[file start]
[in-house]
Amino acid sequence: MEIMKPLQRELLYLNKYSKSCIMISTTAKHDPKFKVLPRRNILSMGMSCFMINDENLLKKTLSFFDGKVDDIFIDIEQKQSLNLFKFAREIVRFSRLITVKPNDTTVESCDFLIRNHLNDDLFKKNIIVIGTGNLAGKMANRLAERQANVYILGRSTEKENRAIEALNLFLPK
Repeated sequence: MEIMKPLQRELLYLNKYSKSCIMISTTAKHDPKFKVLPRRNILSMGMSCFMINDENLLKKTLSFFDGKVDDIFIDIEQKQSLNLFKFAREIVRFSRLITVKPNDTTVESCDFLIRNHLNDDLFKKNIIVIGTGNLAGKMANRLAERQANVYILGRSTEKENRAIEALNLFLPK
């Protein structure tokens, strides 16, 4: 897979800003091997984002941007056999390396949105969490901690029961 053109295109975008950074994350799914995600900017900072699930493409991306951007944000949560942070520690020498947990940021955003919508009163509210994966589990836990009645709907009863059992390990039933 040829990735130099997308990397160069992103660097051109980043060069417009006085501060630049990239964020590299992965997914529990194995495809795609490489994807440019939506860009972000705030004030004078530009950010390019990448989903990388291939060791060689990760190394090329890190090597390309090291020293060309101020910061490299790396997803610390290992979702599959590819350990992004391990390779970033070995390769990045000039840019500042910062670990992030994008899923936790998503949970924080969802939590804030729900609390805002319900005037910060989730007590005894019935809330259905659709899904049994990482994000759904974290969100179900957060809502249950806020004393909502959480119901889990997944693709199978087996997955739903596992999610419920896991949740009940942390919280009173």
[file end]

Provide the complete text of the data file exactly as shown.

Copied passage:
[in-house]
Amino acid sequence: MEIMKPLQRELLYLNKYSKSCIMISTTAKHDPKFKVLPRRNILSMGMSCFMINDENLLKKTLSFFDGKVDDIFIDIEQKQSLNLFKFAREIVRFSRLITVKPNDTTVESCDFLIRNHLNDDLFKKNIIVIGTGNLAGKMANRLAERQANVYILGRSTEKENRAIEALNLFLPK
Repeated sequence: MEIMKPLQRELLYLNKYSKSCIMISTTAKHDPKFKVLPRRNILSMGMSCFMINDENLLKKTLSFFDGKVDDIFIDIEQKQSLNLFKFAREIVRFSRLITVKPNDTTVESCDFLIRNHLNDDLFKKNIIVIGTGNLAGKMANRLAERQANVYILGRSTEKENRAIEALNLFLPK
């Protein structure tokens, strides 16, 4: 897979800003091997984002941007056999390396949105969490901690029961 053109295109975008950074994350799914995600900017900072699930493409991306951007944000949560942070520690020498947990940021955003919508009163509210994966589990836990009645709907009863059992390990039933 040829990735130099997308990397160069992103660097051109980043060069417009006085501060630049990239964020590299992965997914529990194995495809795609490489994807440019939506860009972000705030004030004078530009950010390019990448989903990388291939060791060689990760190394090329890190090597390309090291020293060309101020910061490299790396997803610390290992979702599959590819350990992004391990390779970033070995390769990045000039840019500042910062670990992030994008899923936790998503949970924080969802939590804030729900609390805002319900005037910060989730007590005894019935809330259905659709899904049994990482994000759904974290969100179900957060809502249950806020004393909502959480119901889990997944693709199978087996997955739903596992999610419920896991949740009940942390919280009173």